That was an exciting period for me. I would do therapy during the day and be a young father, and then I would stay up at night, smoke dope, and write and edit. I had fun with it. I remember the day the book came out and it was in my hands. I was alone when I received a copy of it. A beautiful fragrance filled the air and I felt spiritually thanked. The way that book was conceived was interesting. It sounds kind of ‘60ish, I suppose. I was living, homesteading with M-- in ‘79, and a neighbor gave me some peyote, which has always been, for me, the most important of the psychedelics. I took the peyote and towards the end of the trip -- it wasn’t a large amount -- I was in a place of white lights surrounded by spiritual beings, and they never say you have to do something, but they said you can work on a book on protection from radiation. I started to think about how I would do it. About 4 to 6 weeks later the author of the book showed upon my land telling me he was already working on something like that, and I just kept pushing him and pushing him to do better, helping him, supporting him, and finally, we put it out. That was an example of a valid use of psychedelic drugs, for me. I totally acknowledge that psychedelics have been important for a lot of people. For me, they’ve had some importance, but not key. I got blasted open in other ways. Kundalini experiences, and other ways. My folks, when I told them about out of the body travel, were remarkably tolerant. I think their concern was, is he happy. They had intelligence, but they were totally only believing in a material plane of existence. Totally. They’re atheistic. Towards to the end of his life, I’d have to say my dad was an agnostic. I just told them a little bit. They were very accepting. There were a few other people in my life who would give me some kind of feedback, yes, this happens to people, here’s a book.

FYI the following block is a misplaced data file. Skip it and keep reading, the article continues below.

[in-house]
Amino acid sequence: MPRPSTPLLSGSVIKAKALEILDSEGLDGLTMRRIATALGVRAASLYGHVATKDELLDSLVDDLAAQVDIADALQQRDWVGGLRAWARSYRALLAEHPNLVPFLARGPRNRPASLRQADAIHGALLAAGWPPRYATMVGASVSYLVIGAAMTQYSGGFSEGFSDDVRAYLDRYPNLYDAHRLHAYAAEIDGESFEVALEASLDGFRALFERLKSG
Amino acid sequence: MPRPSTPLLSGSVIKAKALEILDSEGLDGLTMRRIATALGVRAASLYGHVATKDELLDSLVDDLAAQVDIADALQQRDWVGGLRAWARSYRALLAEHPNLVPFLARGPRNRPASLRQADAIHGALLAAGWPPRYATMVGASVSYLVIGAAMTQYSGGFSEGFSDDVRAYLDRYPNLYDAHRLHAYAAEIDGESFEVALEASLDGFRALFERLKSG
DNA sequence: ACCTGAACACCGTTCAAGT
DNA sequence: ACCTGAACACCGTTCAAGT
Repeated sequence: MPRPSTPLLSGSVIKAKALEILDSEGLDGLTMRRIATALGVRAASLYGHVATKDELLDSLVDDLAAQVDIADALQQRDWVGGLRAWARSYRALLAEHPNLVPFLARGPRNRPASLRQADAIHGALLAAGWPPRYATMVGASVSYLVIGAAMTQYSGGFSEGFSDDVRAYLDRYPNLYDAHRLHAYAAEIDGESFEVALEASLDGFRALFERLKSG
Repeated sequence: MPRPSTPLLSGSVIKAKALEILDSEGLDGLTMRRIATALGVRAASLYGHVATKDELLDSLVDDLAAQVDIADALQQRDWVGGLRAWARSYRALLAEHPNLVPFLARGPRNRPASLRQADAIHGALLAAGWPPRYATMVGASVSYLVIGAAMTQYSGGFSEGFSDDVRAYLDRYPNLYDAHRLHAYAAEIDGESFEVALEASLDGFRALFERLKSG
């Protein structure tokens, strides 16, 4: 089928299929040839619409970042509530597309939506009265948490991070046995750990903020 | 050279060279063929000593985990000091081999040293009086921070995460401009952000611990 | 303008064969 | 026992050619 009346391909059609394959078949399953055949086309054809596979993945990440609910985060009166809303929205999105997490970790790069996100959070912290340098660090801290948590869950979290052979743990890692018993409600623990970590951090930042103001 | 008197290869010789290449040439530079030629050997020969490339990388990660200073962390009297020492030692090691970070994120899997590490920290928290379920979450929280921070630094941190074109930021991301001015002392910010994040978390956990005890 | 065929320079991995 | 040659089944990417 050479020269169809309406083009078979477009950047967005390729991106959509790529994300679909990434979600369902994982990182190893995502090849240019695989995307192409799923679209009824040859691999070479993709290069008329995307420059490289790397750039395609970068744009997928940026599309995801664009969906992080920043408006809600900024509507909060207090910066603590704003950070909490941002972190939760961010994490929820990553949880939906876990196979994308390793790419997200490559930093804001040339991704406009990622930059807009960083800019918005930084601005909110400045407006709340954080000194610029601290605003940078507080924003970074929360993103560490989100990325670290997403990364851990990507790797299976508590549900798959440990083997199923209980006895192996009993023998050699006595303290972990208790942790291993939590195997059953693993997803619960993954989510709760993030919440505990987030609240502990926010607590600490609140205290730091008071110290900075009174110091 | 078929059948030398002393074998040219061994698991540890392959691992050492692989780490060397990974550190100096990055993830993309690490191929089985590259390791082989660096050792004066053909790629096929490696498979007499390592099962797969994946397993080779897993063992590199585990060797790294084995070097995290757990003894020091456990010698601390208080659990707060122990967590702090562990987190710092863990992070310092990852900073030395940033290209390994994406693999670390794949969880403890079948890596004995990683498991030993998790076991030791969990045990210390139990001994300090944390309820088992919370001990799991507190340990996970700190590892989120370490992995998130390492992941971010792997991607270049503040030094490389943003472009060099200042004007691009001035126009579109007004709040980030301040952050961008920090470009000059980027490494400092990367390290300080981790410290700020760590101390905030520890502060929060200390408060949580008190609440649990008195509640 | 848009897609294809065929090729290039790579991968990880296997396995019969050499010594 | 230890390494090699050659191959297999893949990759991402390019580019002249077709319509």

I’m hoping this weekend to see my friend the landscape artist who’s almost 80 now. He’s one of the most important people in my life. He was born in Kansas in a small town in 1919, and says that he was always embarrassed as a small boy -- he was embarrassed for people, because it didn’t seem like they knew they were part of everything, that they were belonging to everything. He was, much more than I, established in a less separate sort of place. Terribly important person for me. He was interested in Buddhism, which is now central for me, and he was a strong Episcopalian, and he was deeply connected with nature, and he was in a happy family, and from ‘65 on, I regularly visited him in Lawrence KS. The reason I live in Fayetteville is because I saw the happy family in a small university town having a nice time, being close to nature, and I thought, that looks pretty good to me. And the only thing I ever really wanted to do was to marry, have kids, and do that kind of holy family thing that he was doing.